In his 1999 book Mean Justice, Pulitzer Prize-winning journalist Edward Humes noted that by Jagels' second term, the D.A. had tripled the number of prosecutorial misconduct complaints of his predecessor. He was regularly berated by appellate courts for withholding exculpatory evidence and for his courtroom behavior, admonishments Jagels seemed to relish. Bakersfield had gone from a blue-collar town of farmers and oil workers to the poster city for the lock 'em up movement. Residents touted the city's mock slogan: "Come for vacation, leave on probation."
Jagels' influence has leaked across county borders. Over the course of his career he has been a leading voice in formulating and pushing the policies that have overpopulated California's prisons. He boasts that he's pursued the state's controversial "three strikes and you're out" policy more aggressively than any prosecutor in the state, though as one anti-three strikes activist group points out, since the law was implemented Kern County's crime rate has dropped at a significantly slower rate than jurisdictions such as San Francisco County, where three strikes isn't enforced. Jagels was also at the fore of 1990's Proposition 115, which made significant pro-prosecution changes to pre-trial hearings and the discovery process. More recently, Jagels weighed in on the medical marijuana debate, recommending that all dispensaries in Kern County be prohibited. He also led the effort to get three anti-death penalty justices removed from the California Supreme Court, an ironic twist, given that Ed Jagels and his 25 false convictions is a walking argument against the death penalty.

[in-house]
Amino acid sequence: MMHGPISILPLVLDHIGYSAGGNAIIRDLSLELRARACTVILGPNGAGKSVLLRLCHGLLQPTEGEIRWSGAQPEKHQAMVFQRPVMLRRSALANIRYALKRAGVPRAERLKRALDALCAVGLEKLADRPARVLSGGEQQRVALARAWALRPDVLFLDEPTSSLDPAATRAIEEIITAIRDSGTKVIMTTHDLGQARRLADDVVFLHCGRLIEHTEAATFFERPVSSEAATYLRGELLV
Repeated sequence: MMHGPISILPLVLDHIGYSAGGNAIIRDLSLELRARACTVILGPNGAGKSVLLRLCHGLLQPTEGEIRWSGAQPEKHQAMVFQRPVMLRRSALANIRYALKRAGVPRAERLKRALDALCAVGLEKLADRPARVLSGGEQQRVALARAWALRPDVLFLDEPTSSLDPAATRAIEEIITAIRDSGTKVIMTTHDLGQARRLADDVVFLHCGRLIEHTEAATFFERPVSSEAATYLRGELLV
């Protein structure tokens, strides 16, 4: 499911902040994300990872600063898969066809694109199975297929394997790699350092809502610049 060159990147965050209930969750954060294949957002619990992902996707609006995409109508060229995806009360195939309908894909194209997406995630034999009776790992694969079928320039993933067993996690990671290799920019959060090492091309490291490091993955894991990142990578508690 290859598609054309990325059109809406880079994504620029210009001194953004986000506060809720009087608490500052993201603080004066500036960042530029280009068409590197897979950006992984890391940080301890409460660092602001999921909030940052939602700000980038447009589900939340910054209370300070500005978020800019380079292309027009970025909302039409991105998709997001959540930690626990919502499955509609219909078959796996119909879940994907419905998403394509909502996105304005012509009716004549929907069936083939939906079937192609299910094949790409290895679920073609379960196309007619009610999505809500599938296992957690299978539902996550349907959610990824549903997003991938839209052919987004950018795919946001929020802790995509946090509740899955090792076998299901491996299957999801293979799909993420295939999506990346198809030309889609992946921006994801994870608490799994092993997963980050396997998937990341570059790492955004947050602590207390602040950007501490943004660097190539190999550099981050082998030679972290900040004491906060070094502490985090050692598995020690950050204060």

Perhaps the most troubling thing about Ed Jagels' career is that not only have the legal and political systems in California never sanctioned him for his monstrous behavior, he's been regularly rewarded for it. He has served as both president and director of the powerful California District Attorneys Association (CDAA), and on a number of blue ribbon panels charged with advising state officials on crime policy. Upon Jagels' retirement announcement, Scott Thorpe, the current head of the CDAA, told the Associated Press that Jagels is a "prosecutor's prosecutor," a remarkable and revealing statement of that organization's commitment to justice. Jagels is also listed as a crime policy advisor to Meg Whitman, a leading candidate for the California GOP's 2010 gubernatorial nomination.
Given his history, the obituary for Jagels' career ought to describe a rogue, renegade prosecutor long ago shunted to the fringe by colleagues embarrassed by his continuing reelection. Instead, as a former subordinate recently told the Bakersfield Californian, "Prosecutors from around the state seek and respect his advice on almost every issue of public safety."
And that's the problem. Bad actors like Jagels aren't shunned. They're venerated. Peers seek their counsel. And the same justice system so eager to mete out accountability to the accused continues to fail to hold accountable the people we entrust to run it.
Radley Balko is a senior editor at Reason magazine.